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Happy Mondays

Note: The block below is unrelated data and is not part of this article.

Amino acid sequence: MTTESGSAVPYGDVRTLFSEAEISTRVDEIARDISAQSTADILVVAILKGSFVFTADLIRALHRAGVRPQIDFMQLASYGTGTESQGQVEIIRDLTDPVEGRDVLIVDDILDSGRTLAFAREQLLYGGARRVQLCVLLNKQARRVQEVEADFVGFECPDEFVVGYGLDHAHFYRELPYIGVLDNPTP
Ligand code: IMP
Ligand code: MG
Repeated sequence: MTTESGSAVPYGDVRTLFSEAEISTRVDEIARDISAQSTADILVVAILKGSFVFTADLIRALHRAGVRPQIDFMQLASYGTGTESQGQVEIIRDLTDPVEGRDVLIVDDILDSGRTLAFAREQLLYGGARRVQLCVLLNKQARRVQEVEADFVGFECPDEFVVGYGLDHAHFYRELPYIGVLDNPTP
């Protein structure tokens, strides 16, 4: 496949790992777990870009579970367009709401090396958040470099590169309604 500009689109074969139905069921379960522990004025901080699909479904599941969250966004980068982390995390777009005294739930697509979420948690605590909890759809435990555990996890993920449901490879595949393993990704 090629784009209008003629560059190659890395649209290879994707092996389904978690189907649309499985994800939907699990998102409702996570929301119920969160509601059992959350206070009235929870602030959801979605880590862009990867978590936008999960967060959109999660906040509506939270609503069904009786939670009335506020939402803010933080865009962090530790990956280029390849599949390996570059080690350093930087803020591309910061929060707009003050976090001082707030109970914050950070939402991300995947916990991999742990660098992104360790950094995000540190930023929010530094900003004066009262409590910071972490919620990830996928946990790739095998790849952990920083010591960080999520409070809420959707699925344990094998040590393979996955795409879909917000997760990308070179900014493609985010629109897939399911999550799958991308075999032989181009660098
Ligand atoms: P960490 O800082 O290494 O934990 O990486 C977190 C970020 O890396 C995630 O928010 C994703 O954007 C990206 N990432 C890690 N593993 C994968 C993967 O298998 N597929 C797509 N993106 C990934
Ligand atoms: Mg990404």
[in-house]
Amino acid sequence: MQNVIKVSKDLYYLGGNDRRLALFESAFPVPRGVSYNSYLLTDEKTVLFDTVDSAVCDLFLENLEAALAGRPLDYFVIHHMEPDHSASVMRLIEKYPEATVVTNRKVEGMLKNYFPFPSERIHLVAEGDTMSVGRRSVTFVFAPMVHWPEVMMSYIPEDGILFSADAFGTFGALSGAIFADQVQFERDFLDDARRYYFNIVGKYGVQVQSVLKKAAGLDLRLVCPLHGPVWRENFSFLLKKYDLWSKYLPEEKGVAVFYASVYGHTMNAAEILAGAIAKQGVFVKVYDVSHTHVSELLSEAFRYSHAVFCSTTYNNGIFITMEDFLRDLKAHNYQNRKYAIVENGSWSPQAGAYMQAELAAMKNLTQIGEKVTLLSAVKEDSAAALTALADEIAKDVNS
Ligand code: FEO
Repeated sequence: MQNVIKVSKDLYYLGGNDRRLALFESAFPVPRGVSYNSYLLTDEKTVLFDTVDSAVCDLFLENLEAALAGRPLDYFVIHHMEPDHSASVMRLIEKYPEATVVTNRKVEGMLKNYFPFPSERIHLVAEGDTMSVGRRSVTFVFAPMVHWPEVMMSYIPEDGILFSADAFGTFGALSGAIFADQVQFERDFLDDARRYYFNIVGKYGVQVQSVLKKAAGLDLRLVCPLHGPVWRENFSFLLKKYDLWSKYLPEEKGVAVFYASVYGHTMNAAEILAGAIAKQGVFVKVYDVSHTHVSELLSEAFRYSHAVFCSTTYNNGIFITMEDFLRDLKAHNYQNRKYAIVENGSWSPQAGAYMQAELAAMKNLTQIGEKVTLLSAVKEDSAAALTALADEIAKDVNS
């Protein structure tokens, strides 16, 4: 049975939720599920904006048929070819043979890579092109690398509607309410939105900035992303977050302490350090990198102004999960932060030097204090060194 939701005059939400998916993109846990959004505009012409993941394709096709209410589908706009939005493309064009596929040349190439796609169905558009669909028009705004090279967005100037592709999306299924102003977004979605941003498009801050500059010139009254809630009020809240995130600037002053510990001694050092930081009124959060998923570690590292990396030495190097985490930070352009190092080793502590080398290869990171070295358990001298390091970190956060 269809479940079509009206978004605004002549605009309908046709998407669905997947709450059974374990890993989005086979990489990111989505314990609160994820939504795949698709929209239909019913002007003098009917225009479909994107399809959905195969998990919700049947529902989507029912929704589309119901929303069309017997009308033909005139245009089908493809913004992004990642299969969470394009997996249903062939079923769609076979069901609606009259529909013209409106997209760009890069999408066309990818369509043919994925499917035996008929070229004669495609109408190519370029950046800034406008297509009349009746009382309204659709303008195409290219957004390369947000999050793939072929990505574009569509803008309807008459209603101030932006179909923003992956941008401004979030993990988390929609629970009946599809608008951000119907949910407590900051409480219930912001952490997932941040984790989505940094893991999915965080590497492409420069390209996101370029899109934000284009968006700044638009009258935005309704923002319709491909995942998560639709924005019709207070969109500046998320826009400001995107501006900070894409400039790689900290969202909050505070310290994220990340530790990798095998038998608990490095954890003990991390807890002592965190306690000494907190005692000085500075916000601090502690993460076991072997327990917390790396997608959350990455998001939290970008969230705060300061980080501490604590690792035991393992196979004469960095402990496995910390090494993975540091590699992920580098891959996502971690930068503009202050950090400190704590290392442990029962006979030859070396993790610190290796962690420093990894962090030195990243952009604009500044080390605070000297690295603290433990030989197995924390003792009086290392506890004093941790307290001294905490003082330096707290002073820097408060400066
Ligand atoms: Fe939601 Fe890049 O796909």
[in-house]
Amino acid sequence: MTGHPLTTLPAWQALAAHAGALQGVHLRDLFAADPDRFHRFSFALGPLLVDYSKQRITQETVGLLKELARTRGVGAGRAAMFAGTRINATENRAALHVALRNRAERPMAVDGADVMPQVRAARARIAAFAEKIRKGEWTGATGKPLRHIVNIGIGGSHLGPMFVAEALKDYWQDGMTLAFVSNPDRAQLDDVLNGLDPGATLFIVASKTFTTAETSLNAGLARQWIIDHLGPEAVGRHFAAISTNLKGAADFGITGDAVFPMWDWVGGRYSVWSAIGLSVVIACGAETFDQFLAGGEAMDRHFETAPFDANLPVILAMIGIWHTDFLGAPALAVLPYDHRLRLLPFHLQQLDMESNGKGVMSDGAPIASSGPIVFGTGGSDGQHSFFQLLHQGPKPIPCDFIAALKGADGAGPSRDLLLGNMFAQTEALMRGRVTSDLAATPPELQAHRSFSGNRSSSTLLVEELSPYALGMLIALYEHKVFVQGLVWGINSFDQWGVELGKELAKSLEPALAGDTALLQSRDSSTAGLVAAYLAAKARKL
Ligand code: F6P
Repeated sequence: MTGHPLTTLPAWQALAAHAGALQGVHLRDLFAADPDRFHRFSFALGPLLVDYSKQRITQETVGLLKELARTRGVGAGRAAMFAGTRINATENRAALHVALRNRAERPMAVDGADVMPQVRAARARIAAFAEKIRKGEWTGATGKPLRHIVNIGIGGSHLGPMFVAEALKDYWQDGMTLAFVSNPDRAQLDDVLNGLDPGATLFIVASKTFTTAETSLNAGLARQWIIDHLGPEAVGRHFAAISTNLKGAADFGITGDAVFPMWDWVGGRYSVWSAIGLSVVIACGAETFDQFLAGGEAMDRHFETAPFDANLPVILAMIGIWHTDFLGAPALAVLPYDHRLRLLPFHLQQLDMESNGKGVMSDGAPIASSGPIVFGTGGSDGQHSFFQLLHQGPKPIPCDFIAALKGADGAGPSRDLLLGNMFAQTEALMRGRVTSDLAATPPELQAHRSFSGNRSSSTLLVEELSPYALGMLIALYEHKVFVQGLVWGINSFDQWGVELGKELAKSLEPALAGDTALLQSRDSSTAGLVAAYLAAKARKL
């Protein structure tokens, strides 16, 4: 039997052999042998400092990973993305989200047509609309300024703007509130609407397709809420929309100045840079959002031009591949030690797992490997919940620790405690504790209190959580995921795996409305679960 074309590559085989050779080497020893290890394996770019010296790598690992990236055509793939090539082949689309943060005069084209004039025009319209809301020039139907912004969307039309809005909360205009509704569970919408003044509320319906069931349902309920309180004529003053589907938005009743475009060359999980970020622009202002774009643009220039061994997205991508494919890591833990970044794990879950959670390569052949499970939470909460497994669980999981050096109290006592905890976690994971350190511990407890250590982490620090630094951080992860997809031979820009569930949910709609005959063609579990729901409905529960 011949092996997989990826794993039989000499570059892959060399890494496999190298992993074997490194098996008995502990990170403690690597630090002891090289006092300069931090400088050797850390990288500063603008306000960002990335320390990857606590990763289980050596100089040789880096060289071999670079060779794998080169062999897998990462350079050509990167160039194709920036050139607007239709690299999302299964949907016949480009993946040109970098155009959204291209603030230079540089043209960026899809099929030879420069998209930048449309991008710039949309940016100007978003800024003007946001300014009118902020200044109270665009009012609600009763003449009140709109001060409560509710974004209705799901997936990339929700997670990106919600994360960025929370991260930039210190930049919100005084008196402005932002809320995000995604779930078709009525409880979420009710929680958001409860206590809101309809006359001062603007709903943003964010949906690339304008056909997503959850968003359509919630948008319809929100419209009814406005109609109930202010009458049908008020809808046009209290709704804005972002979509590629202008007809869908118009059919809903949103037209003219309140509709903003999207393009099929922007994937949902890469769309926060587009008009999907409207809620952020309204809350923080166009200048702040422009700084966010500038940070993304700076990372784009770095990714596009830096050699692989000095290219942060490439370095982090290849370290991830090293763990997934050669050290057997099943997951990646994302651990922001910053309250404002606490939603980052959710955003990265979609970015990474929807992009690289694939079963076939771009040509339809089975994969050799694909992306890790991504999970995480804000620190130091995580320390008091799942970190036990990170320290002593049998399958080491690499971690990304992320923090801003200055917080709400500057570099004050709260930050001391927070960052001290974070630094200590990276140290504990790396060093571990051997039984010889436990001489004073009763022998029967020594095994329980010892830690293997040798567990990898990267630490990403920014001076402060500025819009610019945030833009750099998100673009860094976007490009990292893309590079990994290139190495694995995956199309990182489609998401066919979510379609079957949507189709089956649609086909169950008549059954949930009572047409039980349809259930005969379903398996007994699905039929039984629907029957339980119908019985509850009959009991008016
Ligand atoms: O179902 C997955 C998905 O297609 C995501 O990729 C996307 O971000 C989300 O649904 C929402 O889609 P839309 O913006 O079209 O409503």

Submitted by Robin Blackburn Along with the Stone Roses, the Happy Mondays were the best known of the ‘Madchester’ bands. And, like the Roses, they had been playing in the Greater Manchester area since the mid-80s with little success, before suddenly grabbing the public’s attention in 1988/89. The initial line-up of Shaun Ryder (vocals), his brother Paul (bass), Mark Day (guitar), Paul Davis (keyboards) and Gary Whelan (drums), was augmented by Bez (real name Mark Berry) who joined the band on stage as a dancer/percussionist. Indeed, it was the dance element that made the band stand out, their mix of dance and funk rhythms with indie guitars appealing to a variety of fans from ravers to the NME-reading indie kids. The band’s first single was released in 1985, but it was another couple of years before their John Cale-produced debut album - with its ridiculously long title of ‘Squirrel and G-Man Twenty Four Hour Party People Plastic Face Carnt Smile (White Out)’ - introduced them to the general public. Next year’s ‘Bummed’ was another step forward, as was a re-mix of that album’s ‘Wrote for Luck’: the mix, by Erasure’s Vince Clarke, emphasised the band’s connection to acid house and dance music in general. By now, ‘Madchester’ was in full swing, with the Mondays’ next single ‘The Madchester Rave On’ EP reaching number 19. This resulted in a memorable ‘Top of the Pops’ episode on 23rd of November 1989 with the Stone Roses and the Mondays appearing on the same programme. The Mondays’ next album, ‘Pills 'n' Thrills and Bellyaches’ (1990), saw the band reaching the peak of their popularity. It wasn’t to last, however, and by the end of 1991, the whole ‘Madchester’ scene was running out of steam. The Monday’s last album, 1992’s ‘Yes Please!’ - recorded at great expense in the Bahamas while record label Factory were in financial straits, amid rumours of in-fighting and excessive drug use - proved to be a disappointing finale. After the band split, Shaun Ryder and Bez made two albums with Black Grape, before reforming the Mondays - without Paul Davis and Mark Day - in 1999. They played live but only recorded one single before splitting again the following year. The band reformed again in 2004 - this time without Paul Ryder too - and have been toured and recorded a new album, ‘Unkle Dysfunktional’ (2007).